SIXTY years in the business, and Rodney Bewes’ favourite review came from a little girl who simply said ‘You’re mad’.
But the 74-year-old former Likely Lad is serious about fulfiling a lifelong dream by performing A Boy Growing Up.
The nine short stories were written by Welshman Dylan Thomas, but it was a performance by the poet’s fellow countryman Emlyn Williams which inspired Bewes to take on the one-man show for the first time this summer.
He said: “This is my 60th year as an actor. I started in 1952 as a 14-year-old on a BBC children’s play and got paid nine guineas.
“A year later I went to the Globe Theatre and watched Emlyn Williams perform A Boy Growing Up. I have always wanted to do it myself as a one-man show and I now I have the chance.
“Dylan Thomas was so poor he had to write the stories for radio broadcasts to get some money. They revolve around his time on a farm with his grandfather and father.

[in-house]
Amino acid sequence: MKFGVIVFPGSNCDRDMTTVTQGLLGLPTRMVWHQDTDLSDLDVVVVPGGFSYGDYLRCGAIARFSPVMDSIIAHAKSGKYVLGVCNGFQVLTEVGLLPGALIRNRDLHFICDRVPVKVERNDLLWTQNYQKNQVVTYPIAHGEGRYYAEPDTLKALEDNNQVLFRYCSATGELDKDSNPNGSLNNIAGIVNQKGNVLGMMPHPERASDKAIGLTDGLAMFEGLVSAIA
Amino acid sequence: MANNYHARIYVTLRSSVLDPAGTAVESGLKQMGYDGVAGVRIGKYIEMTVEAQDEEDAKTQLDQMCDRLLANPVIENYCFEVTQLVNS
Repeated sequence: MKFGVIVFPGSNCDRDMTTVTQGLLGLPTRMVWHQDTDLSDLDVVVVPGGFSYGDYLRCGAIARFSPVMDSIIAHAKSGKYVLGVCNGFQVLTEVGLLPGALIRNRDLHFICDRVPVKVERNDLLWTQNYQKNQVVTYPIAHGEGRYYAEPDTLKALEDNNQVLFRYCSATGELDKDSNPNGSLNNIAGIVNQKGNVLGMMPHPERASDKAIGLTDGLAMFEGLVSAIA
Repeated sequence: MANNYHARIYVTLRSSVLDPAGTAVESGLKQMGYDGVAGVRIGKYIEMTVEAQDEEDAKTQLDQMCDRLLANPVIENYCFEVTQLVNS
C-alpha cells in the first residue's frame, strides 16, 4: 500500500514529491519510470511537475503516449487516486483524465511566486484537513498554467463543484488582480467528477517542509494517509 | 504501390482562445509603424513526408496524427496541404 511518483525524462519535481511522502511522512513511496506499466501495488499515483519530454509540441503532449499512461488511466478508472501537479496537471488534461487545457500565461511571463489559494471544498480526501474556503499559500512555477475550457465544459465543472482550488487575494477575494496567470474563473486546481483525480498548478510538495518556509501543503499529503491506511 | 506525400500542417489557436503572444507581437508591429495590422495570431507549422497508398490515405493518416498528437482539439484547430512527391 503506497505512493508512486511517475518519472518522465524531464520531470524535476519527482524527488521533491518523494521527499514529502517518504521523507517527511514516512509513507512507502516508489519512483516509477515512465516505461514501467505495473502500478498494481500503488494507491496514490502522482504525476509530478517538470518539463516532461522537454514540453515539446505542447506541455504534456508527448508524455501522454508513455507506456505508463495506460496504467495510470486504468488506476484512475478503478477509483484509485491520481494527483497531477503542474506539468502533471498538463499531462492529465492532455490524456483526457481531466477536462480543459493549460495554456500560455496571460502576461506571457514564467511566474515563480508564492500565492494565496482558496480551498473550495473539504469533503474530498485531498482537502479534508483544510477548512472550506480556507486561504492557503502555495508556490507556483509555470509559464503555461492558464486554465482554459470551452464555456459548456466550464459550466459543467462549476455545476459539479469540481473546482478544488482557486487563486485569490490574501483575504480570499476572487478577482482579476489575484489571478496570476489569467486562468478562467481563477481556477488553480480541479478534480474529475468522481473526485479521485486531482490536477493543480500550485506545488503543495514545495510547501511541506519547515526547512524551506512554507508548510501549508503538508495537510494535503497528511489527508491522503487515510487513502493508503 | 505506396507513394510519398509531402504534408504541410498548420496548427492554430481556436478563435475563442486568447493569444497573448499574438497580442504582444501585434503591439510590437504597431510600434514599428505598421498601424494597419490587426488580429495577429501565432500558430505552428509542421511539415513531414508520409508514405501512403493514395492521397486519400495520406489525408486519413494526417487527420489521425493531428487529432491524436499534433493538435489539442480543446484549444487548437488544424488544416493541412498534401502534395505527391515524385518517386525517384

“People hear the name Dylan Thomas and think of poetry, but these stories are funny, which you need to be when on the stage in order to get people away from their TVs.”
Bewes put on the show for the first time at last month’s Edinburgh Festival, and he still has possession of one critique which said people would “crawl across glass to hear Bewes read out a telephone book”.
But he added: “I think the star system used at Edinburgh is so cruel and a lot of the time reviews quoted on posters come from something like the Hairdresser’s Journal.
“This year was my ninth festival appearance in 15 years and I remember once covering up my star rating on my posters with a sticker which said ‘no stars, no reviews’. The theatre manager went mad with me.”
Bewes brings A Boy Growing Up to Bowhill Theatre next week, the Selkirkshire venue being among his favourites.
And he will be travelling light, just the way he likes it. Bewes told us: “I believe Simon Callow, when performing Dickens on stage, had about 15 people assisting him, whereas I am just on my own with a BBC 1940s microphone, a single lightbulb and my 10-year-old Ford Mondeo.
“I get to pick and choose which venues I play and I always come back to Bowhill. I love the fact it is so small and intimate.”
A Bow Growing Up is on Wednesday and Thursday, starting at 8pm each night, with tickets £12. Phone 01750 22204 for more details.